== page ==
Click image for larger version

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ID:	114179
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  #46  
Old 29-04-2012, 11:12 AM
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Quote:
Originally Posted by bmitchell82 View Post
Okay now im lost!

On one hand people are saying that commercially made optics are just fine as all this PV measurements are just a load of horse whooharr

Could somebody put it in terms that are quantifiable and not in high end optician language?

My feeling is that good quality optics are worth the extra cost.
If you are using the scope as a visual instrument, then it's an absolute no brainer.
For imaging the merit function is a little different, but let me put it to you like this.... Just as an example, if you wish to get something around the 12" mark using a 16803 chip, the mount is going to cost you $10-20K, the camera a similar amount (you are up around the $20-40K mark already) The cost differential between OTA's is such that it isn't that much extra to go for something decent in the overall scheme of things.

The mechanical stability of the higher end products is probably worth more than anything else.

But you know... let's dispense with the idea that stratospheric strehl ratios quoted for instruments with large
central obstructions is anything other than an exercise in marketing hype.

Last edited by clive milne; 29-04-2012 at 11:25 AM.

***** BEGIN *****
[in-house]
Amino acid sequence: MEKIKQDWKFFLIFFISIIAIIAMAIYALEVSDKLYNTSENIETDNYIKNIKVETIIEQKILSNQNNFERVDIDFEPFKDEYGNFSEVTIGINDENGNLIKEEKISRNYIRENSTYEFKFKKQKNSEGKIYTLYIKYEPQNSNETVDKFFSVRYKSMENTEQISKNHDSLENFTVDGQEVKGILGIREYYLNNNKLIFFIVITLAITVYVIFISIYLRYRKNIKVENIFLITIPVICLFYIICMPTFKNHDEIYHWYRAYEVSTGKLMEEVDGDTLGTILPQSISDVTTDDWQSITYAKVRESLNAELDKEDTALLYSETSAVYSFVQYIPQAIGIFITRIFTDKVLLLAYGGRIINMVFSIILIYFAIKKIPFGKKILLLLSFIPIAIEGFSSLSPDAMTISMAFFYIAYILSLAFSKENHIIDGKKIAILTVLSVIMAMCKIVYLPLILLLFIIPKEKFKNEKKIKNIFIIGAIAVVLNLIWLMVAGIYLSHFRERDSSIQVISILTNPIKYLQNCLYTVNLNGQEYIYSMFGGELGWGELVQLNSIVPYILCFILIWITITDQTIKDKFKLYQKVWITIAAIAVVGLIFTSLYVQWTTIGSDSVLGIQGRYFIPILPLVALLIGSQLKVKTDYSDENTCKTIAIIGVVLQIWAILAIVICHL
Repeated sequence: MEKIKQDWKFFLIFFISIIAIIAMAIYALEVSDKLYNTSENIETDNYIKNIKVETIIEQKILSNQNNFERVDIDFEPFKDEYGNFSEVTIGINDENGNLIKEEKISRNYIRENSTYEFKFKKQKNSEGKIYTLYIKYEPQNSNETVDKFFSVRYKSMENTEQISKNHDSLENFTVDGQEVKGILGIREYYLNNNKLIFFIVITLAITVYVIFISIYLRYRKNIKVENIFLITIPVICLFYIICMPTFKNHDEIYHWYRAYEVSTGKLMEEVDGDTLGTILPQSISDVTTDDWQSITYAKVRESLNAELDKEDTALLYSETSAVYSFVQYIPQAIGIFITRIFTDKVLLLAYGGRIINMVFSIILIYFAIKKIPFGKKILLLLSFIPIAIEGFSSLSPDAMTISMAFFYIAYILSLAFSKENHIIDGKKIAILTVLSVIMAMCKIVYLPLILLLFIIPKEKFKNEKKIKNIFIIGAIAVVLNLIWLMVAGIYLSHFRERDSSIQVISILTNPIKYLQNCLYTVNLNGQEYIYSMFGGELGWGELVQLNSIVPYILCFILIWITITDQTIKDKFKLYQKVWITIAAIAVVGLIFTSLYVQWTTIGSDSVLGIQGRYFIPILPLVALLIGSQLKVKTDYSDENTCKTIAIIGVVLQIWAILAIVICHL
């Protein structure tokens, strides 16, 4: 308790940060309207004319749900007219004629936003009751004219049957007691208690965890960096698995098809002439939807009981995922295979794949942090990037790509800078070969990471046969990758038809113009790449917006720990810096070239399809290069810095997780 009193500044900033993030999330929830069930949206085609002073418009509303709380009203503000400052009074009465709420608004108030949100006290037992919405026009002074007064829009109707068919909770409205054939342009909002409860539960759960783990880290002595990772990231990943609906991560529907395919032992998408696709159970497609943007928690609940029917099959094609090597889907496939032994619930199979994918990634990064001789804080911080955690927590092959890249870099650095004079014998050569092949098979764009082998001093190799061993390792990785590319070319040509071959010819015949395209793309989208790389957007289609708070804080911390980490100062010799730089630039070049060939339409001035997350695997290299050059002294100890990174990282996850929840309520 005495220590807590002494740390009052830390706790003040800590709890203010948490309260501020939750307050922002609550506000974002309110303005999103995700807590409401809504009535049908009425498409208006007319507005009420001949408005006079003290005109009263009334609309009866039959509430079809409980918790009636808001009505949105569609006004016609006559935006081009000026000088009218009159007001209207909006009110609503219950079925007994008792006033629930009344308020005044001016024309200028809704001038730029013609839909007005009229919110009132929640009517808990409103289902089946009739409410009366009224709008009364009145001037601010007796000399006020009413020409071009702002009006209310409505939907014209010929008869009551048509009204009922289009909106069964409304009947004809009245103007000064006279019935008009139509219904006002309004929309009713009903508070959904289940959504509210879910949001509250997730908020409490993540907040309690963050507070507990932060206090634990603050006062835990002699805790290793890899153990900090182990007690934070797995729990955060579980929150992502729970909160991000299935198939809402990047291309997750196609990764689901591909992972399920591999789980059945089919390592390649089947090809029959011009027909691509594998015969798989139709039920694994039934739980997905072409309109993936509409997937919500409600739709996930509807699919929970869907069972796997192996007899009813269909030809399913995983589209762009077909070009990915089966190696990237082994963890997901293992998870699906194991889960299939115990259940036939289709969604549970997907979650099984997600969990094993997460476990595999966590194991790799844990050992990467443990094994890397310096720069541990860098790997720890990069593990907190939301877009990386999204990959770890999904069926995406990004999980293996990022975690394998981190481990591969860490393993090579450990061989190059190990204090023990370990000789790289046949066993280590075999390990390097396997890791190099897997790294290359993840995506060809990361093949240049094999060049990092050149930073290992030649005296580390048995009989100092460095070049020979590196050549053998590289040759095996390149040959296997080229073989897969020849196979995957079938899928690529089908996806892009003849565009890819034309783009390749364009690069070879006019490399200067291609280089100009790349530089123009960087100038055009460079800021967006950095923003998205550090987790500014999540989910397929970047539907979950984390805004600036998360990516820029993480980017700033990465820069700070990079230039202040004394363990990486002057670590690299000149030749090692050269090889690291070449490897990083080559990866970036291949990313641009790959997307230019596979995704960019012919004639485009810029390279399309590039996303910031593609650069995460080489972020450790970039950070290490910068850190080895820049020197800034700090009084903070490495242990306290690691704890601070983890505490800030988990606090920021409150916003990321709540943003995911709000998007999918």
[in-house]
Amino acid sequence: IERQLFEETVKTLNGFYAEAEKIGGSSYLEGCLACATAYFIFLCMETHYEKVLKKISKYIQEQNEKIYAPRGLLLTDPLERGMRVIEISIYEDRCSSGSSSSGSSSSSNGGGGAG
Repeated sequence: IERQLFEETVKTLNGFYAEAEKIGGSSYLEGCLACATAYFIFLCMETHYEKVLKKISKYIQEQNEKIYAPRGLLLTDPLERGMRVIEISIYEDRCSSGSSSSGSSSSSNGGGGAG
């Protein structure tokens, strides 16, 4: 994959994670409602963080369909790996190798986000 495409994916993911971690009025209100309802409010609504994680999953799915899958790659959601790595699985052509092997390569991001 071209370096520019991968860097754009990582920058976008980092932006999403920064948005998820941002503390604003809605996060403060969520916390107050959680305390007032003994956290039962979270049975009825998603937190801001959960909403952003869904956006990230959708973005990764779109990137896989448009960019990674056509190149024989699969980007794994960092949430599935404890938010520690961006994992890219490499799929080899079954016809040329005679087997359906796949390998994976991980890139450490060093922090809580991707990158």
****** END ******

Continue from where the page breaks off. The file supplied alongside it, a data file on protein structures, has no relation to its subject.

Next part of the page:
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  #47  
Old 29-04-2012, 12:08 PM
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Quote:
My feeling is that good quality optics are worth the extra cost.
As I said in my first post, this is a personal value judgement we each have to make. I guess that why this such an interesting discussion to follow.
In my case I put the mount & camera ahead of the optics. Hence my current combination is PME + STL + GSO 300mm f/4. Feel free to have a look at a fairly 'honest' example or here for the full list of this combination.
In my assessment the things holding me back from better images would be (in rough order) the weather, light pollution, seeing, my skills, focus and collimation. Better optics would be nice, but it's down the list. For now I'll just pretend its as good as the test report posted by Dave.
James
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  #48  
Old 29-04-2012, 01:05 PM
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Nice work James... Looks like you have got that 12" working well.

Your report on the OTA mirrors my experience with GSO. The optics in the smaller sizes (12" and below) are actually pretty reasonable, and are certainly good enough for imaging. It amazes me that they haven't lifted their game with the mechanical components though. I also wish that Andrew's would spare us the marketing B.S. I don't imagine that too many people would take it seriously.

btw) Absolutely nothing wrong with this image:
http://deepspaceplace.com/images/ic4628.jpg

Well done.
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  #49  
Old 29-04-2012, 02:39 PM
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Quote:
=Moon;846803 For now I'll just pretend its as good as the test report posted by Dave.
I wonder who made that mirror. Its certainly not a GSO being 2007.
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  #50  
Old 29-04-2012, 04:42 PM
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Quote:
Originally Posted by clive milne View Post
That is truly an excellent image Peter... I think the point that you have just established is that it is possible to take a world class image with an OTA that has the equivalent of 1/4 wave spherical aberration.